Your browser is no longer supported

For the best possible experience using our website we recommend you upgrade to a newer version or another browser.

Your browser appears to have cookies disabled. For the best experience of this website, please enable cookies in your browser

We'll assume we have your consent to use cookies, for example so you won't need to log in each time you visit our site.
Learn more

False claim


I have read with interest the responses to the deliberately provocative article of my colleague, Karen Gidwani, respecting partnering.

I find it quite extraordinary that hard bitten members of the industry can so readily believe that site agents, employers' representatives or, more particularly, liquidators or receivers of insolvent companies, will change their spots overnight and embrace a new culture of openness and co-operation that ignores the bottom line.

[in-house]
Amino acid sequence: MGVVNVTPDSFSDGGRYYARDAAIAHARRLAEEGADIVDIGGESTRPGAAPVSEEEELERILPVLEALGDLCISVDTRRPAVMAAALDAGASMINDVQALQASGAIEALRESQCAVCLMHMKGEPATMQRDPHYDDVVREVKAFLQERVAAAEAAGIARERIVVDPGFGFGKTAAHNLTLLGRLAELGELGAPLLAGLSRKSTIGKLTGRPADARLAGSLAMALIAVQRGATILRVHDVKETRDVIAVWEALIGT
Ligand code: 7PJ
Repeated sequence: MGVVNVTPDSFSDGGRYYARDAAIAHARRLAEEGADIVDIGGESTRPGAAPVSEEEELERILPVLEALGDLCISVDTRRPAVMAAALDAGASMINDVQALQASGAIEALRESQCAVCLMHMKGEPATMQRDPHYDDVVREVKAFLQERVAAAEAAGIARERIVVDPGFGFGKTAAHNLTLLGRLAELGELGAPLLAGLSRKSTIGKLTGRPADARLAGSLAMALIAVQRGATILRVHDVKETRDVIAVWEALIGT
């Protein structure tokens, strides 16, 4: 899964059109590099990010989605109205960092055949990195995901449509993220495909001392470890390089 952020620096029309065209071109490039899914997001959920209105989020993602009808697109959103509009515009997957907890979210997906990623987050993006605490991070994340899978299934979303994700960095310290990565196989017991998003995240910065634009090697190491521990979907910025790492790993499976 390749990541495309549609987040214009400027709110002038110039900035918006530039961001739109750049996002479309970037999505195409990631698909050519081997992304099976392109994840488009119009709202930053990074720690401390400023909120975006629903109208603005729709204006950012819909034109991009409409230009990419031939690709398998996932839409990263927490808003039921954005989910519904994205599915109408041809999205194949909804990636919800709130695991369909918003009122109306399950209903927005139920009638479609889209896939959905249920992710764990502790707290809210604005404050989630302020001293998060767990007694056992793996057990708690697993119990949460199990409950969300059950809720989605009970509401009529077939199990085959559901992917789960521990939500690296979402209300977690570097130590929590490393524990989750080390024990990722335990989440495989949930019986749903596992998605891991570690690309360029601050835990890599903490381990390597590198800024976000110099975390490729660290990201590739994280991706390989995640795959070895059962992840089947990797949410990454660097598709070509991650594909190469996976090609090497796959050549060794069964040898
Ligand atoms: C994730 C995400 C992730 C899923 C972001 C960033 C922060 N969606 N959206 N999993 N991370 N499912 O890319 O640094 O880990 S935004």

It is tantamount to the Christians convincing themselves that the lions will not bite if they can only form a relationship based on mutual trust and understanding.

Karen and I are, in fact, very firm believers in partnering. It is undoubtedly the way of the future. But we also see the need to ensure a prudent relationship between the contract and the partnering arrangement.

To suggest that lawyers have a cynical interest in seeing partnering fail is as convincing as to suggest that engineers have a cynical interest in bridges collapsing so that they can act as experts in the resulting litigation.

Dr Julian Critchlow, Fenwick Elliott solicitors, 353 Strand, London, WC2R 0HT

Have your say

You must sign in to make a comment

Please remember that the submission of any material is governed by our Terms and Conditions and by submitting material you confirm your agreement to these Terms and Conditions. Please note comments made online may also be published in the print edition of New Civil Engineer. Links may be included in your comments but HTML is not permitted.